22 of the Best Science Books to Broaden Your Mind

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Do you want to know more about the universe and the human body? What are the best science books to read?

Thanks to science, we’ve made incredible progress and discoveries in the world. But there’s always something new to learn about ourselves and Earth, which is why reading science books is a rich experience.

Here are some of the best science books to fulfill your curiosity.

Books About the Human Body and Genetics

Do you ever wonder how your body works? What role does genetics play in evolution?

The best science books inform us about ourselves—how we’ve evolved, how we grow, and why our bodies have a hard time fighting against certain diseases. By reading these books, you’ll learn more about yourself than you ever did before.


In Sapiens, Yuval Noah Harari uses concepts from biology, history, and economics to tell the story of us, Homo sapiens. Harari takes us on a journey that starts 2.5 million years ago, when sapiens make their historical entrance, and ends in the future, when the creation of an artificially created superhuman race may mark the end of the sapiens species. Along the way, we learn how our ability to create imagined realities led to our dominance over other species.

The Gene

Every part of our bodies, from toenails to hair and everything in between, is built based on the instructions coded into our genes. Therefore, understanding what genes are and how they work is crucial to understanding our bodies, our health, and even our identities. Siddhartha Mukherjee wrote The Gene to give the average reader a basic grounding in the history and the science of genetics.

The Selfish Gene

The Selfish Gene is an essay by Richard Dawkins, an evolutionary biologist and an author best known for The God Delusion. In The Selfish Gene, Dawkins argues that biology’s focus on organisms is misguided and that life should instead be considered from the point of view of individual genes trying to perpetuate themselves through countless generations. Dawkins offers compelling arguments for why we should think about biology as ranging from the microscopic to the wider world. 

The Sports Gene

In his bestselling book The Sports Gene, David Epstein uses science to support the claim that our genes play a determining role in our success in sports. He opens by refuting the idea that enough practice is a virtual guarantee of success. He then spends the rest of the book citing research on genes and performance, taking the reader around the world and through evolutionary time, all to explain why the book’s title is an impossibility. 

The Man Who Mistook His Wife for a Hat

By studying the brain, the science of neurology brings the empiricism of science together with mankind’s deepest philosophical questions. What makes us human? What’s the true nature of the self, memory, knowing, or action? The late neurologist Oliver Sacks dedicated his life to studying the mysteries and extraordinary powers of the human brain. In The Man Who Mistook His Wife for a Hat, Sacks presents the case histories of some of his patients. Each story is a profoundly human narrative of struggle, survival, and, in some cases, hope.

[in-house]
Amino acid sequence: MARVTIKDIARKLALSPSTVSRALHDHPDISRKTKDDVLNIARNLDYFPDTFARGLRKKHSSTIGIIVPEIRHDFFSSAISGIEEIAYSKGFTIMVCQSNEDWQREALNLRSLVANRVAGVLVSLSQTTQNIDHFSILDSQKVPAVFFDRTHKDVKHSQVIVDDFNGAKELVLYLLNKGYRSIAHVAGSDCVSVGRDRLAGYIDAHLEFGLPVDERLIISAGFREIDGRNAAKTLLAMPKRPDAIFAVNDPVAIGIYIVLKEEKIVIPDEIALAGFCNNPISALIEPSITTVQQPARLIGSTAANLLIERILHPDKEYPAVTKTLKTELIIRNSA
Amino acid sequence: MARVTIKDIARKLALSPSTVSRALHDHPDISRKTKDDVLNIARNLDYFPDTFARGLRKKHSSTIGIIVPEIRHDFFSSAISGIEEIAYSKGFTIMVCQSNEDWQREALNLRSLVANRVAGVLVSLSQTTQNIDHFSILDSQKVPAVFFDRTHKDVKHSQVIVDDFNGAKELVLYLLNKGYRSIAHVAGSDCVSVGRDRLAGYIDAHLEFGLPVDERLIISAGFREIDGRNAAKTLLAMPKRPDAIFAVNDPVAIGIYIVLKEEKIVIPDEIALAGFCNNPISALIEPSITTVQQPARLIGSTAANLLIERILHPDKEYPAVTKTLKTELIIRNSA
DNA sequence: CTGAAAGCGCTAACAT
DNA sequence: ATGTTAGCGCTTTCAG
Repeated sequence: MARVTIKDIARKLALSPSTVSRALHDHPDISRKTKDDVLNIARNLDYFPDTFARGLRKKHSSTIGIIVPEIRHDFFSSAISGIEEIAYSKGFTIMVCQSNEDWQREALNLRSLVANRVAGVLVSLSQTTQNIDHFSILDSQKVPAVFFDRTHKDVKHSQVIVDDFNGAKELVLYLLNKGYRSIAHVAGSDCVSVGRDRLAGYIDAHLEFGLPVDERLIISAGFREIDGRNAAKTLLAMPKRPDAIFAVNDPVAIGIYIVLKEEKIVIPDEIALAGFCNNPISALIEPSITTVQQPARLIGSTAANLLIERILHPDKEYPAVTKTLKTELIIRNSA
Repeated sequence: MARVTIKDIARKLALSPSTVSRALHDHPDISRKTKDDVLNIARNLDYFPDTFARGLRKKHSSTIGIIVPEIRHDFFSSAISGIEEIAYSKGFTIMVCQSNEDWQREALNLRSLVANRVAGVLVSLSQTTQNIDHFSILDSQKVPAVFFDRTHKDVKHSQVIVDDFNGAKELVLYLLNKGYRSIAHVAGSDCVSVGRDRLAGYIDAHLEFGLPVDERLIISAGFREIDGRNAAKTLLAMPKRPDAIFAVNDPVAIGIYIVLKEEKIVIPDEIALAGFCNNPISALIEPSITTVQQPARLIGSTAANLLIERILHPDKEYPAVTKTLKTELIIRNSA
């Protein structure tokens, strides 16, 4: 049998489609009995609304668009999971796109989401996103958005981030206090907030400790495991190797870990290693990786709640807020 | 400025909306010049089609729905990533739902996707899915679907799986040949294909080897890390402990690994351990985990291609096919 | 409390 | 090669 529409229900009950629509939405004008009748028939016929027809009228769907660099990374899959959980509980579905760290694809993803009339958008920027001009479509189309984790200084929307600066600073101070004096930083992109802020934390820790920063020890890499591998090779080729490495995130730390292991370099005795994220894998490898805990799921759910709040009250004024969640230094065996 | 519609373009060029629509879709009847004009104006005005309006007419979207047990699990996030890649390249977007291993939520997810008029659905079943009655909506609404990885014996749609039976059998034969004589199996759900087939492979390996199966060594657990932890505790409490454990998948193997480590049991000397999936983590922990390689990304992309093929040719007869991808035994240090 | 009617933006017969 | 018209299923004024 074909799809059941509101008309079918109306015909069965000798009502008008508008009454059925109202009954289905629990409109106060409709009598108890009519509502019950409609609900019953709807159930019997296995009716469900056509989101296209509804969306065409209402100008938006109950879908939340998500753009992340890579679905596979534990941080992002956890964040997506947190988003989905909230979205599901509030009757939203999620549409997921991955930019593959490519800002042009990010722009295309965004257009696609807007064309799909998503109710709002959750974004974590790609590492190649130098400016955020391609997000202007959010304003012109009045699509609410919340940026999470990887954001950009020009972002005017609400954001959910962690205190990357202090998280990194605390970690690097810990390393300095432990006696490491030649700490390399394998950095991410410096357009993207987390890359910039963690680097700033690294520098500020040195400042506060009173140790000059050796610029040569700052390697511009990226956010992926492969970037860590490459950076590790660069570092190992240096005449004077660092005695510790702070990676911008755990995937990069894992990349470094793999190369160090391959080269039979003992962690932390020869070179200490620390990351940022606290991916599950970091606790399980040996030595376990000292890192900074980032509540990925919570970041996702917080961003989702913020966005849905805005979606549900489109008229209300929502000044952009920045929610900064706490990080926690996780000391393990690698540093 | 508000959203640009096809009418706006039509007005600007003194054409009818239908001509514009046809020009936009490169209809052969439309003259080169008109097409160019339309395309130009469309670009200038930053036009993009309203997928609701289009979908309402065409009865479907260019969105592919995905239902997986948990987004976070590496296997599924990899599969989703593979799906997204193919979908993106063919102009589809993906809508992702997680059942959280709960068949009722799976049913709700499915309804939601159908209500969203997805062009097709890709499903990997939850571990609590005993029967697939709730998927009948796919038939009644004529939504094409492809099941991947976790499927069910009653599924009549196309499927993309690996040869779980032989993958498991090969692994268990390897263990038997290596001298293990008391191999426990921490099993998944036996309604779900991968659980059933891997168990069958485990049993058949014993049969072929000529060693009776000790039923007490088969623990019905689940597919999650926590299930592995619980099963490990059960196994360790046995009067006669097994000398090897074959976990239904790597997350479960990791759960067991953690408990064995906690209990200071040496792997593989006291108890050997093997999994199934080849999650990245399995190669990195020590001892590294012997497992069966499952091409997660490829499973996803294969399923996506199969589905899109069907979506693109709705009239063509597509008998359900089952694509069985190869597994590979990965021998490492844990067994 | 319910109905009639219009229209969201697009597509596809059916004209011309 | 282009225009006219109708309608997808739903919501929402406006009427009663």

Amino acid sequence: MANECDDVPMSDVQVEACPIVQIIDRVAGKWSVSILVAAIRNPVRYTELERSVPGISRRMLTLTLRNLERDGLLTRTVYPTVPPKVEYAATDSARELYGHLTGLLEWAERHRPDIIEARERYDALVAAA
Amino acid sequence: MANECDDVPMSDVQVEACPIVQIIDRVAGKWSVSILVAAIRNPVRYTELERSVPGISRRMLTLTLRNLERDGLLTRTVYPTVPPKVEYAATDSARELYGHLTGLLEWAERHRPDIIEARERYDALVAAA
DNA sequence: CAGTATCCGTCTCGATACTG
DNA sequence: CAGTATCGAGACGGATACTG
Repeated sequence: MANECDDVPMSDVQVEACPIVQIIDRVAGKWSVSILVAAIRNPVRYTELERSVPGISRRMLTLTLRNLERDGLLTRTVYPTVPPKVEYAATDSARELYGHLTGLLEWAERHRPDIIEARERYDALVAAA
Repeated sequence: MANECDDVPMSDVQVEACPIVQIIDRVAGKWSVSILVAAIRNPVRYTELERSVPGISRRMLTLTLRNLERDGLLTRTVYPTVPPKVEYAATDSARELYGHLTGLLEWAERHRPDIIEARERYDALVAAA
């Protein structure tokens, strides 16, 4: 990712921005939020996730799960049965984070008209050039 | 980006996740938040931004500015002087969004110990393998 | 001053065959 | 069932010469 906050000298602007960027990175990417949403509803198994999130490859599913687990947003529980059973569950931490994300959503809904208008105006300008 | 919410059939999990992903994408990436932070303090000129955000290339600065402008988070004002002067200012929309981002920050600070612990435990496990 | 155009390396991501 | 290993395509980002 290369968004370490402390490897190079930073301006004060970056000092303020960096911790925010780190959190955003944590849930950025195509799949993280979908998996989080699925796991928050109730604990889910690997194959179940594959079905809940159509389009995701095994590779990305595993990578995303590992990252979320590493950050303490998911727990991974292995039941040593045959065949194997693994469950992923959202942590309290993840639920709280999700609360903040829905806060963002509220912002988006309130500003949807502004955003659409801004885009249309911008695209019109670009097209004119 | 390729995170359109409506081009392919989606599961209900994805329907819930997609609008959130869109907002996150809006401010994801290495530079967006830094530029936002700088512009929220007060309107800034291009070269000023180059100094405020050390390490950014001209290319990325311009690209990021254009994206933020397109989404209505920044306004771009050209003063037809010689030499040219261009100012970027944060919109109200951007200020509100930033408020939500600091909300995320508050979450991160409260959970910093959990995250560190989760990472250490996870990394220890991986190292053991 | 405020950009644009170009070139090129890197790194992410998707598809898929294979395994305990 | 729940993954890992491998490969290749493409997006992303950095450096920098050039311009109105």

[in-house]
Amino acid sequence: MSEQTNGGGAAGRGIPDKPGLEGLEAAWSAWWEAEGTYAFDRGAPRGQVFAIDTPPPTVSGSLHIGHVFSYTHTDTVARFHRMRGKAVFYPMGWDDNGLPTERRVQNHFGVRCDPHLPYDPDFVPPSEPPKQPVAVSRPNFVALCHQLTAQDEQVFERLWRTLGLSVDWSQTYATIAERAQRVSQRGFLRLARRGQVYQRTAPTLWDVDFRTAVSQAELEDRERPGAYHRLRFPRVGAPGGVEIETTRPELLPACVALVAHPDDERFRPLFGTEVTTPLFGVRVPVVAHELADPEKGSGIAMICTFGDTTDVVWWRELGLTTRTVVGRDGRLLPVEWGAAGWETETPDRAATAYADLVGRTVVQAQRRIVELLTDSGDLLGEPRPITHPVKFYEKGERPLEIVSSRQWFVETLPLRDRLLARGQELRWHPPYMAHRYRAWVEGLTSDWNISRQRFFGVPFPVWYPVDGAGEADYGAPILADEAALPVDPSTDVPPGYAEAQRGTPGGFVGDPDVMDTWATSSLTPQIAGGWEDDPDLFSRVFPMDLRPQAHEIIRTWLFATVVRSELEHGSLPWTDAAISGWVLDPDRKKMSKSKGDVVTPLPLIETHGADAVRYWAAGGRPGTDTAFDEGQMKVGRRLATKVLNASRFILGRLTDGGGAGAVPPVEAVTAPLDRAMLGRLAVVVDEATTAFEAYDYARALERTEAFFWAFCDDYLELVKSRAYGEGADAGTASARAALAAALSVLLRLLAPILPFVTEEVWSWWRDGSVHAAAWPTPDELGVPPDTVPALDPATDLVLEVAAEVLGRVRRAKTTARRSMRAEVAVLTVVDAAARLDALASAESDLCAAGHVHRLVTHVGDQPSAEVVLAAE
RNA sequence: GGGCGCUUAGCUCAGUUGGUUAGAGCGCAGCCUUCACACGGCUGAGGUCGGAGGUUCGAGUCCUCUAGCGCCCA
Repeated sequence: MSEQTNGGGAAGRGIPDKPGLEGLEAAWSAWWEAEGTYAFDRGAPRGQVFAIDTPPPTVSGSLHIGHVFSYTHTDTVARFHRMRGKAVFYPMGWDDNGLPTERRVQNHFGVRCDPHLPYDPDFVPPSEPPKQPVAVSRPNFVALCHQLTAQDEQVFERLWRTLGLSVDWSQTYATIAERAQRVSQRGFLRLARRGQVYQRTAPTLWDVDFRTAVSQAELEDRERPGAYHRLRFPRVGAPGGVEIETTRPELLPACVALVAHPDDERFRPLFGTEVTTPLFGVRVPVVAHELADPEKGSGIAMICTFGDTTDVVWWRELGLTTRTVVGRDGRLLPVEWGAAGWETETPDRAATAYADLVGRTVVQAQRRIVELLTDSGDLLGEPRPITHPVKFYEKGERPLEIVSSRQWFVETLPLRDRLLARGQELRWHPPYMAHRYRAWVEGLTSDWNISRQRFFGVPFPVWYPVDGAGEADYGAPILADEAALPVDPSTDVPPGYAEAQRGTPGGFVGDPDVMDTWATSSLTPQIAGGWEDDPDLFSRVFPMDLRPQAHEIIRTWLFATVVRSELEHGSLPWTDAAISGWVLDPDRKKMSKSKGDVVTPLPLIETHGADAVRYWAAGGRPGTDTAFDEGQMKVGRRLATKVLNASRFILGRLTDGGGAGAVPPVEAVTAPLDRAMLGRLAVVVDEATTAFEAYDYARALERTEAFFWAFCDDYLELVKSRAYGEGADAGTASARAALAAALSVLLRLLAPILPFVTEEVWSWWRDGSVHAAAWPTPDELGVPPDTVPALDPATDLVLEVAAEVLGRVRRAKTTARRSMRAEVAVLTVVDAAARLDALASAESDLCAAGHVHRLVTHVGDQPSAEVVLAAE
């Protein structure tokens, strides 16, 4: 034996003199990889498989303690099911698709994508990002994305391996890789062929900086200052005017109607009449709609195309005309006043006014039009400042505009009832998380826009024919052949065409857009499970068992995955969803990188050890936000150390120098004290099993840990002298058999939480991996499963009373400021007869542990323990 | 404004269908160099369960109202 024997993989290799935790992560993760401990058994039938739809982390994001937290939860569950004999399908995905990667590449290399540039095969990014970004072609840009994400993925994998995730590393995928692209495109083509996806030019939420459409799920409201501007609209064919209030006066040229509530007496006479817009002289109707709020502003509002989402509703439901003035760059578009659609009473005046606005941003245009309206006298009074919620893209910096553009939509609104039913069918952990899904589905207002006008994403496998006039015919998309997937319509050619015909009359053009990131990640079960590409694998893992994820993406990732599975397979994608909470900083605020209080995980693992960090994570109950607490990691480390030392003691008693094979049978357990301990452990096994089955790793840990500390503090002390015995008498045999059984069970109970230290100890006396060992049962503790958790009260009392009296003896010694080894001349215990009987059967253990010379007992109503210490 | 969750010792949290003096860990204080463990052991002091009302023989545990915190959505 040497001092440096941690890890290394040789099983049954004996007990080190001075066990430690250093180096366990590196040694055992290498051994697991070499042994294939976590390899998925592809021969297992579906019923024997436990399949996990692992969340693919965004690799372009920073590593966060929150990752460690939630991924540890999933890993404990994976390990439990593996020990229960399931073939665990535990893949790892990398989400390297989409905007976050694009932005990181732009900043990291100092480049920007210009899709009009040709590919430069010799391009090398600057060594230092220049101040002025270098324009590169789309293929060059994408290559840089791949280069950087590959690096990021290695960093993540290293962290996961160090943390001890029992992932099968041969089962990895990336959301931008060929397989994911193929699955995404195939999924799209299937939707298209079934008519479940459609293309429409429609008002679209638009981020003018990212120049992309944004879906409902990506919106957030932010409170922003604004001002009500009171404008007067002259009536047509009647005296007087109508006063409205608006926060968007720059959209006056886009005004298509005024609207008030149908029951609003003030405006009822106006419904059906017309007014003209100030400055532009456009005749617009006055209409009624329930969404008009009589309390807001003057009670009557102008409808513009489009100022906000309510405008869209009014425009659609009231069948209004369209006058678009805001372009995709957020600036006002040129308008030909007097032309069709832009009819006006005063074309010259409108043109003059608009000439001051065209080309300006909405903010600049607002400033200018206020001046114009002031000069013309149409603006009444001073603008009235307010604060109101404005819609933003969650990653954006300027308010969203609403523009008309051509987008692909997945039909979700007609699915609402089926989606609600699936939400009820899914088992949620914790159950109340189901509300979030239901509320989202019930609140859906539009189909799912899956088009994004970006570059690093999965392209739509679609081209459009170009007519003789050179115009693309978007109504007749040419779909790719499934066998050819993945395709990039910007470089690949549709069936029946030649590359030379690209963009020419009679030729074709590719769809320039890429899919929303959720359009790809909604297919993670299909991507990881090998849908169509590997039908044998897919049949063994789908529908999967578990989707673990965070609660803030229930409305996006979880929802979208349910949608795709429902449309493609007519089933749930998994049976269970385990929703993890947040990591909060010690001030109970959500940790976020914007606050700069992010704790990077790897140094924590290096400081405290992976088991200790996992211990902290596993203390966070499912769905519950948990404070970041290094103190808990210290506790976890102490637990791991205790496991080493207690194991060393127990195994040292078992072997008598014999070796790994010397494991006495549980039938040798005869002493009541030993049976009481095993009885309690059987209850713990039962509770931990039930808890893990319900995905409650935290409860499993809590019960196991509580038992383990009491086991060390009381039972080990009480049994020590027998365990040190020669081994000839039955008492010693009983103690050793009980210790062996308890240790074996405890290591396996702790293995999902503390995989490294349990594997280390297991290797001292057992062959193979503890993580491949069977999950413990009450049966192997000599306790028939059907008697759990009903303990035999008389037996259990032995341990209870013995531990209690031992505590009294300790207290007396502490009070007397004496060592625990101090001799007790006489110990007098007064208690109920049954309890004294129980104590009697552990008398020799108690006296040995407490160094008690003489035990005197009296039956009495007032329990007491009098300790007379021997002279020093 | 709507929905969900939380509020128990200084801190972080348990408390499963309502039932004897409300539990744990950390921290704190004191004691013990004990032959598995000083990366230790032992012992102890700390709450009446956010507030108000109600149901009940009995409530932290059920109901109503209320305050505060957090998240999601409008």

Why We Get Sick

The science of evolutionary medicine says that our bodies have evolved over millions of years as a set of compromises, largely in pursuit of reproductive fitness. Put concisely, whatever gets you to survive and have kids is going to persist in the gene pool, even if it causes you lots of disease and pain in adult life. In Why We Get Sick by Randolph Nesse and George Williams, you’ll learn about the evolutionary roots of obesity, infectious disease, aging, and depression.

The Body

Are spicy foods bad for you? Can sleep deprivation be fatal? In The Body, bestselling author Bill Bryson takes the reader on a whirlwind tour of the human body’s various systems. He examines how they work, how they can fail, and what can be done to fix them when they do. You’ll learn why your sense of smell is probably as good as your dog’s, how hot peppers increase your life expectancy, and why you should let your teenager sleep in.

Books About the Universe

Every year we learn more about the universe and what it holds, but it’s still largely unexplored. What we do know about the universe is written in insightful books by experts in the field. Here are a few of the best science books on the cosmos and everything in it.

Astrophysics for People in a Hurry

In Astrophysics for People in a Hurry, Neil deGrasse Tyson explains in layman’s terms how physicists use the fundamentals of science and the full range of visible and invisible light to unravel the mysteries of the cosmos. He then goes on to cover the three biggest mysteries in astrophysics today—the origin of the universe, dark matter, and dark energy—while making a case for the benefits of understanding where we fit in the universal scheme.

A Brief History of Time

A Brief History of Time by theoretical physicist Stephen Hawking is an exploration of the forces that govern our universe. At the heart of it is the search for a theory that explains the history and evolution of our universe—how it began, how it works, and what the future might hold for it. We journey to the vast reaches of the observable universe and inside the very tiniest particles that comprise its building blocks as we explore the nature of time and space, the origins of our universe through the Big Bang, the forces that give rise to phenomena like black holes, and the possibilities of time travel.

Brief Answers to the Big Questions

Stephen Hawking is best known for his expertise on black holes, quantum gravity, and general relativity, but his writing often addresses philosophical questions as well. In Brief Answers to the Big Questions, Hawking explains why he believes science can answer philosophical questions better than religion can. He then discusses where the human race came from and where he thinks we’re going. In particular, he highlights how colonizing outer space is important for the future of humankind.


What’s out there in the vast reaches of space? Are we alone in the universe? Renowned astronomer Carl Sagan offers some insight into these questions and many more in his widely acclaimed book, Cosmos. He provides a comprehensive description of the science, philosophy, and history of astronomical discovery, from ancient Ionia to the time of the book’s publication in 1980.

An Astronaut’s Guide to Life on Earth